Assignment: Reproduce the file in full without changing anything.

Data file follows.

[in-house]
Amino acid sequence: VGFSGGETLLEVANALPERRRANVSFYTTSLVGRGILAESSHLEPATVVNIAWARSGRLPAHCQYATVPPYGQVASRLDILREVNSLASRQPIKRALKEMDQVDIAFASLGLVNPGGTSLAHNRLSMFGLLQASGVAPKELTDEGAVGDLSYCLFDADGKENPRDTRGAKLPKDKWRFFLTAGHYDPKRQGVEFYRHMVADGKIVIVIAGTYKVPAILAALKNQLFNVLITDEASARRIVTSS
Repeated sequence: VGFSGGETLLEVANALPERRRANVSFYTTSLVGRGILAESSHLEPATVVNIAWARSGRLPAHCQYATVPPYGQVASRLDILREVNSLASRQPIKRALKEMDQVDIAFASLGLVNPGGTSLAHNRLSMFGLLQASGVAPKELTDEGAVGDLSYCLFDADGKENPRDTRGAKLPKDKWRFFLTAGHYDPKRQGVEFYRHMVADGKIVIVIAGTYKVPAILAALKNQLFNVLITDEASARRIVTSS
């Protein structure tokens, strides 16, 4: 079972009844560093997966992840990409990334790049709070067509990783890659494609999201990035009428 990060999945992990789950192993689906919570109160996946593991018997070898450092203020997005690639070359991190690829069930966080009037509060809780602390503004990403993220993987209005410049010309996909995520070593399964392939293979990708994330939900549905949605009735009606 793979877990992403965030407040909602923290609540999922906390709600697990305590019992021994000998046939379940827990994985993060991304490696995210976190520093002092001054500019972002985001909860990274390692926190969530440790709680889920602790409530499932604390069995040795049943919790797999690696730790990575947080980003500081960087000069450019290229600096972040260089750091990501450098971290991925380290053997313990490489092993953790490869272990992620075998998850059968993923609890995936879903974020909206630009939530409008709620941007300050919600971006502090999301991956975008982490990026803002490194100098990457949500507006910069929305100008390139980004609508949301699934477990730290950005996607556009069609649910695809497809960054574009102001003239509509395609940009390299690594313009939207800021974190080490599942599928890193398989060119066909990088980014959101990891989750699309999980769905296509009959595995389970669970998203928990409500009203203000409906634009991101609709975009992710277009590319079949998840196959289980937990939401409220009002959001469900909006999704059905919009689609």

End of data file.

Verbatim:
[in-house]
Amino acid sequence: VGFSGGETLLEVANALPERRRANVSFYTTSLVGRGILAESSHLEPATVVNIAWARSGRLPAHCQYATVPPYGQVASRLDILREVNSLASRQPIKRALKEMDQVDIAFASLGLVNPGGTSLAHNRLSMFGLLQASGVAPKELTDEGAVGDLSYCLFDADGKENPRDTRGAKLPKDKWRFFLTAGHYDPKRQGVEFYRHMVADGKIVIVIAGTYKVPAILAALKNQLFNVLITDEASARRIVTSS
Repeated sequence: VGFSGGETLLEVANALPERRRANVSFYTTSLVGRGILAESSHLEPATVVNIAWARSGRLPAHCQYATVPPYGQVASRLDILREVNSLASRQPIKRALKEMDQVDIAFASLGLVNPGGTSLAHNRLSMFGLLQASGVAPKELTDEGAVGDLSYCLFDADGKENPRDTRGAKLPKDKWRFFLTAGHYDPKRQGVEFYRHMVADGKIVIVIAGTYKVPAILAALKNQLFNVLITDEASARRIVTSS
């Protein structure tokens, strides 16, 4: 079972009844560093997966992840990409990334790049709070067509990783890659494609999201990035009428 990060999945992990789950192993689906919570109160996946593991018997070898450092203020997005690639070359991190690829069930966080009037509060809780602390503004990403993220993987209005410049010309996909995520070593399964392939293979990708994330939900549905949605009735009606 793979877990992403965030407040909602923290609540999922906390709600697990305590019992021994000998046939379940827990994985993060991304490696995210976190520093002092001054500019972002985001909860990274390692926190969530440790709680889920602790409530499932604390069995040795049943919790797999690696730790990575947080980003500081960087000069450019290229600096972040260089750091990501450098971290991925380290053997313990490489092993953790490869272990992620075998998850059968993923609890995936879903974020909206630009939530409008709620941007300050919600971006502090999301991956975008982490990026803002490194100098990457949500507006910069929305100008390139980004609508949301699934477990730290950005996607556009069609649910695809497809960054574009102001003239509509395609940009390299690594313009939207800021974190080490599942599928890193398989060119066909990088980014959101990891989750699309999980769905296509009959595995389970669970998203928990409500009203203000409906634009991101609709975009992710277009590319079949998840196959289980937990939401409220009002959001469900909006999704059905919009689609």